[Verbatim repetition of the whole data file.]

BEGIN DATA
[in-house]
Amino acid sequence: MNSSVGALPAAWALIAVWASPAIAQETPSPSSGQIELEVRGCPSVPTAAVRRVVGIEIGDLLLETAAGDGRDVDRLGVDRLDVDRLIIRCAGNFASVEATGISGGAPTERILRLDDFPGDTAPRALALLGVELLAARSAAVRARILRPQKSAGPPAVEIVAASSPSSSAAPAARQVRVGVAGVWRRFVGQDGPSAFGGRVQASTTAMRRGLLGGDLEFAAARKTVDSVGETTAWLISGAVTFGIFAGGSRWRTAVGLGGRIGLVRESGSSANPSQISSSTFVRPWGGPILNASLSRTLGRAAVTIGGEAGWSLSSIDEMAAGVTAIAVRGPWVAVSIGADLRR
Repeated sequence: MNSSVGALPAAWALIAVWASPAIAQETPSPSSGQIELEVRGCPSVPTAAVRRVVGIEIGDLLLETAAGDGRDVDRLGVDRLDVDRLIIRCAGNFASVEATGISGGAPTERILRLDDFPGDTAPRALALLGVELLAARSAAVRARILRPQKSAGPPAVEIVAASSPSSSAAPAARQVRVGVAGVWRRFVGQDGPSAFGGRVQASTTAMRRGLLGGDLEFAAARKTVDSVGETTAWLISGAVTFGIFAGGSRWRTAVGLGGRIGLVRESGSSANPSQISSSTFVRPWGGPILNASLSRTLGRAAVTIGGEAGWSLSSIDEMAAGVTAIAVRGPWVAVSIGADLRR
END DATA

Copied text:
[in-house]
Amino acid sequence: MNSSVGALPAAWALIAVWASPAIAQETPSPSSGQIELEVRGCPSVPTAAVRRVVGIEIGDLLLETAAGDGRDVDRLGVDRLDVDRLIIRCAGNFASVEATGISGGAPTERILRLDDFPGDTAPRALALLGVELLAARSAAVRARILRPQKSAGPPAVEIVAASSPSSSAAPAARQVRVGVAGVWRRFVGQDGPSAFGGRVQASTTAMRRGLLGGDLEFAAARKTVDSVGETTAWLISGAVTFGIFAGGSRWRTAVGLGGRIGLVRESGSSANPSQISSSTFVRPWGGPILNASLSRTLGRAAVTIGGEAGWSLSSIDEMAAGVTAIAVRGPWVAVSIGADLRR
Repeated sequence: MNSSVGALPAAWALIAVWASPAIAQETPSPSSGQIELEVRGCPSVPTAAVRRVVGIEIGDLLLETAAGDGRDVDRLGVDRLDVDRLIIRCAGNFASVEATGISGGAPTERILRLDDFPGDTAPRALALLGVELLAARSAAVRARILRPQKSAGPPAVEIVAASSPSSSAAPAARQVRVGVAGVWRRFVGQDGPSAFGGRVQASTTAMRRGLLGGDLEFAAARKTVDSVGETTAWLISGAVTFGIFAGGSRWRTAVGLGGRIGLVRESGSSANPSQISSSTFVRPWGGPILNASLSRTLGRAAVTIGGEAGWSLSSIDEMAAGVTAIAVRGPWVAVSIGADLRR